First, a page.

To raise the motivation to carry out research in each researcher, raise the university's research capacity, and foster outstanding researchers who will be responsible for the future's scientific research, YNU established the “Yokohama National University Outstanding Researcher Awards” in AY 2011 to honor researchers who have achieved outstanding research results. The following are the award recipients for AY 2020.
|Award||Name||Position and Affiliation of the time||Research Field|
|Young Researcher Award||ITAGAKI Katsuhiko||Associate Professor, Faculty of International Social Sciences||Public law|
|UENO Kazuhide||Associate Professof, Faculty of Engineering||Energy-related chemistry|
|OZEKI Kenta||Associate Professor, Faculty of Environment and Information Sciences||Basic mathematics-related|
|HIGA Hiroto||Assistant Professor, Faculty of Urban Innovation||Hydroengineering-related/td>|
- List of past recipients
- www.ripo.ynu.ac.jp/about/ynu_research/award/ (in Japanese)
5Notable award recipients
YNU faculty have received the following notable awards in the past five years.
|Award||Awarding Body||Recipient||Affiliation of the time|
|AY2020 Commissioner for Cultural Affairs Award||Agency of Cultural Affairs||KADOKURA Masami||Professor Emeritus|
|AY2020 Commissioner for Cultural Affairs Award||Agency of Cultural Affairs||MIYASAKA Motohiro||Professor Emeritus|
|AY2020 Young Scientists' Prize of the Commendation for Science and Technology||Minister of Education, Culture, Sports, Sciences and Technology||OTA Hiroki||Faculty of Engineering|
|AY2020 Young Scientists' Prize of the Commendation for Science and Technology||Minister of Education, Culture, Sports, Sciences and Technology||UENO Kazuhide||Faculty of Engineering|
|AY2019 Minister of Land, Infrastrucure, Transport and Tourism Hamaguchi Award (Research on Tsunamis and Storm Surges)||Minitry of Land, Infrastructure, Transport and Tourism||SHIBAYAMA Tomoya||Professor Emeritus|
|Congress of the Senate Commendation||Congress of the Senate of the Republic of Paraguay||FUJIKAKE Yoko||Faculty of Urban Innovation|
|AY2019 Young Scientists' Prize of the Commendation for Science and Technology||Ministry of Education, Culture, Sports, Science and Technology||KITAMURA Keiichi||Faculty of Engineering|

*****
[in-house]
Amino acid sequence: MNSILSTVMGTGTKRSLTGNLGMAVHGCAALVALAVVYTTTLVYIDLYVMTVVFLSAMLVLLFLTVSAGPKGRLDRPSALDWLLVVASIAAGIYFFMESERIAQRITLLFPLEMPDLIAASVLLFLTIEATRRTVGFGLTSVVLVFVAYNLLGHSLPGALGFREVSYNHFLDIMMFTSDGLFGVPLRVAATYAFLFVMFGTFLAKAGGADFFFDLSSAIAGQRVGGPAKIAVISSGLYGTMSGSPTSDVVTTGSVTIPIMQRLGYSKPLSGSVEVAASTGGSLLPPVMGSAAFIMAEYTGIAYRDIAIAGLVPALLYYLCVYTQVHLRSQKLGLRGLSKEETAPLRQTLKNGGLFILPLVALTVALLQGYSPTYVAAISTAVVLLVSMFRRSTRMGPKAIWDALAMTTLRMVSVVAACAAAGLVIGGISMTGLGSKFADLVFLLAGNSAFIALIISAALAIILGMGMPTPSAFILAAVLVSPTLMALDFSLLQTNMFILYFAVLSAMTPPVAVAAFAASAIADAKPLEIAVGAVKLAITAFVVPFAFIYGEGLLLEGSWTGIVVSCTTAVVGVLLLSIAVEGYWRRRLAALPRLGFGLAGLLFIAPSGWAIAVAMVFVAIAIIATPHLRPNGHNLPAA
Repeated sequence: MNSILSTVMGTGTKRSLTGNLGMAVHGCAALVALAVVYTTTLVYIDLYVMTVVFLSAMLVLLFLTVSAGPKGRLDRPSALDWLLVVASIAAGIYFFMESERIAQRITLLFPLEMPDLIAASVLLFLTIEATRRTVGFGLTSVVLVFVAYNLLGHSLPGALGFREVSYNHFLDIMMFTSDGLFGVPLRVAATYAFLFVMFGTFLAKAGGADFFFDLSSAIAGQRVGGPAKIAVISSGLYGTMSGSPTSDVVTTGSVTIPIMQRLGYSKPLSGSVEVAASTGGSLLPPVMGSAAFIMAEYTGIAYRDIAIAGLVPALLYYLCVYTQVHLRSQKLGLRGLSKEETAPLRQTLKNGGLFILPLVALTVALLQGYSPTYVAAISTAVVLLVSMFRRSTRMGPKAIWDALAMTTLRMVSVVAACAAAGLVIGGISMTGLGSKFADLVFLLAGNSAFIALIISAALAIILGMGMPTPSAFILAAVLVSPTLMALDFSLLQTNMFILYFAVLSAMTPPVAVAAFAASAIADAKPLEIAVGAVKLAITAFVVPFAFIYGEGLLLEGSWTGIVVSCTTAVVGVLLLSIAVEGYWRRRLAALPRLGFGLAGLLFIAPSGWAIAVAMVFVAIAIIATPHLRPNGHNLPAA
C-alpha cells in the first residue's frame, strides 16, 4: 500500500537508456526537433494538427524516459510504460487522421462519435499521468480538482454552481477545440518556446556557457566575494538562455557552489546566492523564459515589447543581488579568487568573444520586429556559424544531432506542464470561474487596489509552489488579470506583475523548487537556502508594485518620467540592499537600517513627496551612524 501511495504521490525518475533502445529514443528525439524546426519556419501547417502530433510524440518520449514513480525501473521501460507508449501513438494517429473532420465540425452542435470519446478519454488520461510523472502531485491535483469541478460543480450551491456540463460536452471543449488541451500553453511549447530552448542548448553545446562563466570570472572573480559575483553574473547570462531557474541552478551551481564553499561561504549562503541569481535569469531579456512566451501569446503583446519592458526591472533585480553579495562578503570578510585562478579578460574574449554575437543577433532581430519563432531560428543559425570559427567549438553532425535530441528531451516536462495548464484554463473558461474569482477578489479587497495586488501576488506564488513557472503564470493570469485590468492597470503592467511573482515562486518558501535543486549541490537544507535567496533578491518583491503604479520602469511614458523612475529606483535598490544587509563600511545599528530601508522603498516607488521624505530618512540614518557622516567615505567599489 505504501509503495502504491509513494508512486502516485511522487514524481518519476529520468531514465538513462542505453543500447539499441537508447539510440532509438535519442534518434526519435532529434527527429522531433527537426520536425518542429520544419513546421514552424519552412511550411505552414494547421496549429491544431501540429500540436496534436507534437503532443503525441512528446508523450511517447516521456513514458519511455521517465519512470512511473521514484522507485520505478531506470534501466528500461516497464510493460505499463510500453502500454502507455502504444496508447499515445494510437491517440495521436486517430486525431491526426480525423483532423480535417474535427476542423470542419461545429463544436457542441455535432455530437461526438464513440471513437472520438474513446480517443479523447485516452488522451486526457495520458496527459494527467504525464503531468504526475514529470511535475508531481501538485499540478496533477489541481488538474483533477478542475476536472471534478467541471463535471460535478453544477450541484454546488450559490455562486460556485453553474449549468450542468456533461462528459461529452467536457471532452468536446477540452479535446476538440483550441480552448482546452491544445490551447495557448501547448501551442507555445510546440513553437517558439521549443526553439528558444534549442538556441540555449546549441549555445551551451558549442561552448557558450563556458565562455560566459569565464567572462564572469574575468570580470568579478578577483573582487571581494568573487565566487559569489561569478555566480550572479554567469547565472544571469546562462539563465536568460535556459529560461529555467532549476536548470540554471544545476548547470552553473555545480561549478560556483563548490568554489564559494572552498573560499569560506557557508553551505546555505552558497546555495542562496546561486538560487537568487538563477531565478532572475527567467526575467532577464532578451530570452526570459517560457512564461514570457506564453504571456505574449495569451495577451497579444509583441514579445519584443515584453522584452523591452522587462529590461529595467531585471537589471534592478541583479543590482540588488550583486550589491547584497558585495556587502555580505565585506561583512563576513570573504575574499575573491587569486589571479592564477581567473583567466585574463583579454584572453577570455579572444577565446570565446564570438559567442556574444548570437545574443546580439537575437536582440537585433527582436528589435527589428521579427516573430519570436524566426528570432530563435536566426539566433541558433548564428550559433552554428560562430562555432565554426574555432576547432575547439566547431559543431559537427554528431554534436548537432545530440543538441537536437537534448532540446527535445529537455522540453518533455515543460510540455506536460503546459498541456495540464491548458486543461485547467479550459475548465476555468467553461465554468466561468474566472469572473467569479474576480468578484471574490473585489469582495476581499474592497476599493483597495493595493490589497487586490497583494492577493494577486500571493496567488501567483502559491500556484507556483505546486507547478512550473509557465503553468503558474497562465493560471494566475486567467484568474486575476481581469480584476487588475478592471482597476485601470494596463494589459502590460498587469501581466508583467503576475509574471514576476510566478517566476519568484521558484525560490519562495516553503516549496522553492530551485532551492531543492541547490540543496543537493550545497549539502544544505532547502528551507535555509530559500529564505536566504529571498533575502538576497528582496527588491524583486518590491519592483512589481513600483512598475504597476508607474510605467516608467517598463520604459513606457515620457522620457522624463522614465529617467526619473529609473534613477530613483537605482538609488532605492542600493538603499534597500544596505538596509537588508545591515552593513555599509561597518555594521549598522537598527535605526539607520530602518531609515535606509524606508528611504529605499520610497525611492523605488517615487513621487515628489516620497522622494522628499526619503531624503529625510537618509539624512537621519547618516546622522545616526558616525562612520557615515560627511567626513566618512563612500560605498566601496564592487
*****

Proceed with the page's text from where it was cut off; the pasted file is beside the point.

|AY2019 Minister of Environment Commendation for Contributors to Environmental Conservation||Minister of the Environment||FUJIE Koichi||The Institute of Advanced Sciences|
|Japan Academy Prize||Japan Academy||FUJINO Yozo||Institute of Advanced Sciences|
|67th Yokohama Cultural Award Culture and Arts Encouragement Award||City of Yokohama||FUJIWARA Teppei||Faculty of Urban Innovation|
|AY2017 Industrial Standardization Award, Minister of Economy, Trade and Industry Award||Ministry of Economy, Trade, and Industry||KOMEYA Katsutoshi||Professor Emeritus|
|AY 2017 Foreign Minister's Award||Ministry of Foreign Affairs||CANNON Tara||International Strategy Organization|
|AY 2017 Science and Technology Prize for Research, Minister of Education, Culture, Sports, Science and Technology Award||Ministry of Education, Culture, Sports, Science and Technology||WATANABE Masayoshi||Faculty of Engineering|
|AY 2016 Industry-Academia-Government Collaboration Contributor Award, Minister of Internal Affairs and Communications Award||Cabinet Office||YOSHIOKA Katsunari||Faculty of Environment and Information Sciences|
|AY 2016 Science and Technology Prize for Research, Minister of Education, Culture, Sports, Science and Technology Award||Ministry of Education, Culture, Sports, Science and Technology||BABA Toshihiko||Faculty of Engineering|
|AY 2016 (65th) Kanagawa Culture Award||Kanagawa Prefecture||NISHIZAWA Ryue||Faculty of Urban Innovation|
|52nd Minister of Economy, Trade and Industry Award for Contributors to Product Safety, Ministry of Economy||Trade and Industry||OYAMA Tsutomu||Faculty of Engineering|
Notable International Press Releases
This section highlights 10 notable news released by YNU on an international scientific news site “EurekAlert!” in FY2018-2020. You can also see other news released by YNU in “International Press Releases” on the university’s website.
First wearable device can monitor jaundice-causing bilirubin and vitals in newborns
Results published online in Science Advances on March 3, 2021
Associate Prof. Hiroki Ohta (Faculty of Engineering), Mr. Tsuyoshi Inamori (Graduate School of Engineering Science) and their team, in collaboration with researchers of Yokohama City University, have developed the first wearable devices to precisely monitor jaundice, a yellowing of the skin caused by elevated bilirubin levels in the blood that can cause severe medical conditions in newborns. Held to the baby's forehead by a silicone interface, the device has a lens capable of efficiently transmitting lights to neonatal skin via battery-powered light-emitting diodes, commonly known as LEDs.
In the future, the researchers plan to develop a combined treatment approach that pairs a wearable bilirubinometer with a phototherapy device to optimize the amount and duration of light therapy based on continuous measurements of bilirubin levels.EurekAlert!
Extremely energy efficient microprocessor developed using superconductors
Results published online in IEEE Journal of Solid-State Circuits on December 15, 2020
Associate Prof. Christopher Ayala and Prof. Nobuyuki Yoshikawa (Institute of Advanced Sciences) and their team have developed the world's first adiabatic superconductor microprocessor called MANA (Monolithic Adiabatic iNtegration Architecture), using superconductor devices called the adiabatic quantum-flux-parametron (AQFP) that are about 80 times more energy-efficient than the state-of-the-art semiconductor devices found in the microprocessors of today's high-performance computing systems.